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The Windows Azure Platform allows an application to be deployed to one or more instances. The fabric controller then balances your application's workload across those instances.

  • Can the number of instances be scaled up/down based on demand or are the number of instances static? If instances can be dynamically started how much control do I have over how this happens?

  • How does Azure balance workload amongst my application instances and do I have any control over how this happens?

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4 Answers 4

I just want to add that by commercial launch (November), we'll have an API that lets you programmatically modify the number of instances. (So you can scale based on whatever logic you want.)

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I've been comparing Azure Platform to some of the other cloud offerings (both commercial and open source) and most seem to offer little in in the way of scaling and balancing flexibility (with the exception of Open Nebula). As an example, it would make sense to offer the ability to schedule scaling if you know your resource requirements are likely to spike at specific times. Amazon EC2 has something like (in the way of reservations) but I don't know how sophisticated it is. –  Richard Dorman Aug 27 '09 at 8:04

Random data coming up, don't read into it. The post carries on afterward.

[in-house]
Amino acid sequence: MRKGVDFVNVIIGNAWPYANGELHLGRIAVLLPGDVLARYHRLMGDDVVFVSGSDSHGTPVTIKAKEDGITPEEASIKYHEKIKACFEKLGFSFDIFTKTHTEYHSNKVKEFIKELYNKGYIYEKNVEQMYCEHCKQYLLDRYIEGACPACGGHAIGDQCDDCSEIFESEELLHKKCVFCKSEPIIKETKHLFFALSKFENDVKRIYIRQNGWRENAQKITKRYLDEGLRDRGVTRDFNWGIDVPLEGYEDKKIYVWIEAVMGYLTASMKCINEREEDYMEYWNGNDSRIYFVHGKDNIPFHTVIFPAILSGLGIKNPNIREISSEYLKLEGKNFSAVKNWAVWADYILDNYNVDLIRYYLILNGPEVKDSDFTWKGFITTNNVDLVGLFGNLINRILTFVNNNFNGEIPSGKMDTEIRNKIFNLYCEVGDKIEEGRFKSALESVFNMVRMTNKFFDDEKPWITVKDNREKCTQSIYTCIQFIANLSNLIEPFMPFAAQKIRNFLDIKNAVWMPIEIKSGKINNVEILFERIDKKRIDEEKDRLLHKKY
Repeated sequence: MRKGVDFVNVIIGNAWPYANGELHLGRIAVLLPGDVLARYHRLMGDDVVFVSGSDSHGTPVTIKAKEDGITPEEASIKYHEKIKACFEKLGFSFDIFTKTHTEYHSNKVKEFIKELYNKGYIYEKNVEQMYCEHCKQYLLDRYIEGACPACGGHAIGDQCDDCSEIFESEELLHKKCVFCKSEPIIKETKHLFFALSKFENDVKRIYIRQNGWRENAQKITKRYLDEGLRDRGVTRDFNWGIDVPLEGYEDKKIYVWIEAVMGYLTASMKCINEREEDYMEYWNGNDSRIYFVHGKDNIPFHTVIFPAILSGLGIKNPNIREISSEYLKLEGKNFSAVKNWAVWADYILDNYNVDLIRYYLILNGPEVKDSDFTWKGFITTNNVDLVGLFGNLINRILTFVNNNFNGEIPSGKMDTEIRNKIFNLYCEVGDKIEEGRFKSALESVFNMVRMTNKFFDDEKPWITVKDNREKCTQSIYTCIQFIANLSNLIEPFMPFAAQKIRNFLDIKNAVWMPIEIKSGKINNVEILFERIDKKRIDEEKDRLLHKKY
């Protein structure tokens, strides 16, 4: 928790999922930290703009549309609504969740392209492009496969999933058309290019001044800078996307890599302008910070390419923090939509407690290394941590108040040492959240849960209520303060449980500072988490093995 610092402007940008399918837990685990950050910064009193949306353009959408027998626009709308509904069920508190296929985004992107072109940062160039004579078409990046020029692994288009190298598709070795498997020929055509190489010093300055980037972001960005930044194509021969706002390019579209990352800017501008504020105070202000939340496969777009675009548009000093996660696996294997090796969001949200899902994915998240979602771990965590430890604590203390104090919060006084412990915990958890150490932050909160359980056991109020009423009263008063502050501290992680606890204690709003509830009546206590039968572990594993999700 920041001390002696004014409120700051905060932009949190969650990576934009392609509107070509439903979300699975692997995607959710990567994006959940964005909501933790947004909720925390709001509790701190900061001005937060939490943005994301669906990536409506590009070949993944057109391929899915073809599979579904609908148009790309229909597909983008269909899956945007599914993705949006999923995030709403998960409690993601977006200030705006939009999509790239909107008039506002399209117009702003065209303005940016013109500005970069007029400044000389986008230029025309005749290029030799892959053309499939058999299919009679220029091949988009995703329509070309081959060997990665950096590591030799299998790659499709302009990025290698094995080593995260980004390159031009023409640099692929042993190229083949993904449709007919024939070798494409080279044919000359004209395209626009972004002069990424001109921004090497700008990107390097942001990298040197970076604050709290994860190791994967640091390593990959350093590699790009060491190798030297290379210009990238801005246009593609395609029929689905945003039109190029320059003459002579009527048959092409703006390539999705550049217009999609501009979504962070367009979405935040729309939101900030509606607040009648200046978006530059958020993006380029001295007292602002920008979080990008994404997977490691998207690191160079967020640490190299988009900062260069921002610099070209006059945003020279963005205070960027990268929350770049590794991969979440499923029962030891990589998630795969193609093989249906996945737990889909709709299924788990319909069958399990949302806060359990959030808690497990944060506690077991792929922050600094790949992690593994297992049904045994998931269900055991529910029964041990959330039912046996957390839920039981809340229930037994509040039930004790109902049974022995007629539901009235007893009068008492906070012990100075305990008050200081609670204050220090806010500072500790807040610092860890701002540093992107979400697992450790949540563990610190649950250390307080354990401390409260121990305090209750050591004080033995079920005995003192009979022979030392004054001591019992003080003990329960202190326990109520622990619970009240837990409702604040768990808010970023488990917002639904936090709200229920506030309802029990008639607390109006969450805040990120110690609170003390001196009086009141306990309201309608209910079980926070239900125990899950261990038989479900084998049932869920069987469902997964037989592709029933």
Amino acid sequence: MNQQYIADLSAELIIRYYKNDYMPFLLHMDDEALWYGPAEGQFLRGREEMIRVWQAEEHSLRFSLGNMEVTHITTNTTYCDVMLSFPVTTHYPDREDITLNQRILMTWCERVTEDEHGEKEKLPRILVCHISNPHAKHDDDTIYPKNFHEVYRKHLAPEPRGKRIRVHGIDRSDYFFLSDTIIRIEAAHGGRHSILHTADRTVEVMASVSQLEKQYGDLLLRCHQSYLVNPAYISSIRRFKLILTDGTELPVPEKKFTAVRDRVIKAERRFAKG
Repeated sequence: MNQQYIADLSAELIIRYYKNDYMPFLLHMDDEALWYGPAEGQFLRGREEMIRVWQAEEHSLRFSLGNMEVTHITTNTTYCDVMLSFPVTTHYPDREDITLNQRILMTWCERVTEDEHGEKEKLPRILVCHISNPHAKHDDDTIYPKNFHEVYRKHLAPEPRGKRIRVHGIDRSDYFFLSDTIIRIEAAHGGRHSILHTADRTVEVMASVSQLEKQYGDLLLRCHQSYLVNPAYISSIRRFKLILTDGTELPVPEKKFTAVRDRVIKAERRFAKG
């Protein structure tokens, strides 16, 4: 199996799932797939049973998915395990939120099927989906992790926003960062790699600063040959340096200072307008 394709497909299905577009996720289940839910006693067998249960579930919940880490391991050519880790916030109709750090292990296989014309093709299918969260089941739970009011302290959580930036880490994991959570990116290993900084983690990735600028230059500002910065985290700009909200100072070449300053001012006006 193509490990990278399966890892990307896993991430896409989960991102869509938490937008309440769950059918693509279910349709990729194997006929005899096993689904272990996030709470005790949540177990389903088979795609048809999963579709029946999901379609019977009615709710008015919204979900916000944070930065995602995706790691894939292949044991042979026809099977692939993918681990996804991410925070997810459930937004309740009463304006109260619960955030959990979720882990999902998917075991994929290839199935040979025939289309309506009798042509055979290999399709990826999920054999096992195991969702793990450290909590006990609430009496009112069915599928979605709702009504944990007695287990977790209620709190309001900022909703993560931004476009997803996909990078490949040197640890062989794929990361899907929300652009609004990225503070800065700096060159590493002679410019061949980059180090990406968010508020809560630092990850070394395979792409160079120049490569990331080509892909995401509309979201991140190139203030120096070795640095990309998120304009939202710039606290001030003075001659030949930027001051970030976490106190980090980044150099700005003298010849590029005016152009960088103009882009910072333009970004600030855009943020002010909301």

Added comment below to another question that has lots of info in up/down scaling –  Jason Coyne Nov 15 '10 at 17:24

This question has lots of good information, including a 3rd party tool (AzureWatch) that I use that can scale up/down based on load.

Azure platform: scalling instances up and down

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The number of instances for Azure roles is specified in an xml configuration file. Currently, you must manually change the instance count in this config file. When you do so, the fabric controller will automatically adjust the number of running instances for you.

For web roles, incoming TCP connections are balanced across your instances. For worker roles, the load is generally distributed across all instances picking up work assignments from a message queue. The fabric doesn't really get involved for worker roles.

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I know this is an old question, but I just thought that I'd highlight the free Windows Autoscaling Application Block, which was released since the question was first asked.

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